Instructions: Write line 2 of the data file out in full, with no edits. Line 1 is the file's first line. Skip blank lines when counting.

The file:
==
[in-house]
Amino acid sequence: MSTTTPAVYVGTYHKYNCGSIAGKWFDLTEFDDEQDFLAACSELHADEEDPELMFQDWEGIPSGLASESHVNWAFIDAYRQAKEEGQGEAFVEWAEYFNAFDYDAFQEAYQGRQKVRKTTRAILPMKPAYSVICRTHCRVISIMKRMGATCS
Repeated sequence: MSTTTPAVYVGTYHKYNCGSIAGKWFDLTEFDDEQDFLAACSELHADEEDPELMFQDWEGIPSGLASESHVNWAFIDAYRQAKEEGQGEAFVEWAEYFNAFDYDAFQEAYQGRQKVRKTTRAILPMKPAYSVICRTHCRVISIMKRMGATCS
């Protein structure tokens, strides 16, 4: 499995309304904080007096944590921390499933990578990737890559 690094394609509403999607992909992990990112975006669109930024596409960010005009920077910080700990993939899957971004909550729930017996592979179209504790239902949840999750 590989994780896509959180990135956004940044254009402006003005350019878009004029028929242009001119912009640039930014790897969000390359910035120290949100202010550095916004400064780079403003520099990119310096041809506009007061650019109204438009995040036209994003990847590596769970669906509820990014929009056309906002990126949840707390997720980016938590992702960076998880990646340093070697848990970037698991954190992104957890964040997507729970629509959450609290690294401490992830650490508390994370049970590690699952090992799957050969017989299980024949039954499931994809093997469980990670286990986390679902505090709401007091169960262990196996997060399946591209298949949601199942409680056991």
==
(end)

Amino acid sequence: MSTTTPAVYVGTYHKYNCGSIAGKWFDLTEFDDEQDFLAACSELHADEEDPELMFQDWEGIPSGLASESHVNWAFIDAYRQAKEEGQGEAFVEWAEYFNAFDYDAFQEAYQGRQKVRKTTRAILPMKPAYSVICRTHCRVISIMKRMGATCS